3rd place: “Up Close and Personal with a Cecropia Moth” by URI biology and psychology double major Gillian Mitkowski ’23 of Ashaway, RI. The cecropia moth, Hyalophora cecropia , is the largest moth native to North America and has an average wingspan of 5 to 7 inches. Rearing of H. cecropia moths is part of the research done at the URI Biological Control Lab to assist with the United States Department of Agriculture spotted lanternfly biological control research.

Honorable Mention: “Off the Shoulder of Orion” by Adjunct Instructor Kevin Gilmore of URI’s Department of Art and Art History. The photo was taken for “The 79 Moons of Jupiter,” a live, audio-visual installation and performance piece that includes electronic sounds synthesized and uses live data of the orbits of Jupiter’s moons. The artistic vision for the audio-visual performance includes educational, research, and outreach goals to activate the local treasures found in the Frosty Drew Observatory at Ninigret Park in Charlestown, RI. This photo represents part of the preparation and research for this project and depicts some of the creative process involved. Gilmore is from Wakefield, RI.

Honorable Mention: “Polycarpa and Caulerpa” by URI biological sciences and biological and environmental sciences graduate student Erin Borbee ’21 of Burlington, MA.

Our research is a collaboration among Professor Christopher Lane and Associate Professor Austin Humphries labs at URI and the Marine Biodiversity and Biosystematics Lab at Bogor Agricultural University in Indonesia. We use environmental DNA to evaluate biodiversity in coral reef ecosystems across Indonesia. Environmental DNA allows us to capture diversity that might easily be missed in macroscopic and microscopic organisms. In this photo the water and sediment around the organisms are full of microbial life as well as DNA from fish and invertebrates on or near this reef. The DNA is captured on filters and sequenced to get a full picture of the diversity on a reef and begin to look at what factors, human and otherwise, may be influencing the diversity of various groups of organisms on the reefs.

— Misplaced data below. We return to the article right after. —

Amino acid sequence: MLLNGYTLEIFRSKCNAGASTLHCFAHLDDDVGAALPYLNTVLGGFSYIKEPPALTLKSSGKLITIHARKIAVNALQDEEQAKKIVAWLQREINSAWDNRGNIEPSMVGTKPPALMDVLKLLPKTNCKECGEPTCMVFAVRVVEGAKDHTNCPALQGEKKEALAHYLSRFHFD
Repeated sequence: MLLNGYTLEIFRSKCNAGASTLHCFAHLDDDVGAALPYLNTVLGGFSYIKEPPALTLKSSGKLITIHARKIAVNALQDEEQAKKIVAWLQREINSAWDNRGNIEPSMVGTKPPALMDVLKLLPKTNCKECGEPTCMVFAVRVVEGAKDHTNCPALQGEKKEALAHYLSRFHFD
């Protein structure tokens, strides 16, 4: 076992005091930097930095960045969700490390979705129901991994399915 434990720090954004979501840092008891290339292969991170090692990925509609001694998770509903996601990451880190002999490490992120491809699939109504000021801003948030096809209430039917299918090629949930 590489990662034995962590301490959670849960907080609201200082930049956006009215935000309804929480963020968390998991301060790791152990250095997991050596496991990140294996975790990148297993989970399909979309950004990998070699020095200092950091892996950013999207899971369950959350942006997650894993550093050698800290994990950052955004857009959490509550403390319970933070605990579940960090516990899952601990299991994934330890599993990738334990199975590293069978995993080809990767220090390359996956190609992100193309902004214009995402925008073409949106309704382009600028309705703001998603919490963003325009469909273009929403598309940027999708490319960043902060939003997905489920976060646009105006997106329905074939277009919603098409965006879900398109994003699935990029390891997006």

Honorable Mention: “The American Woodcock Project” by URI wildlife and conservation biology major Justin Moore ’21 of Middletown, RI. “This depicts how URI engages in the wildlife field and what we do to conserve these amazing creatures,” said Moore, a URI Coastal Fellow undergraduate. The three hatchlings are being fitted with radio telemetry transmitters for tracking and monitoring in hopes to better understand how this species makes use of the area. The project is gathering and analyzing data to better comprehend the nesting ecology of this bird species.

URI Initiative Plastics: Land to Sea SPRING | 2021 Page 65

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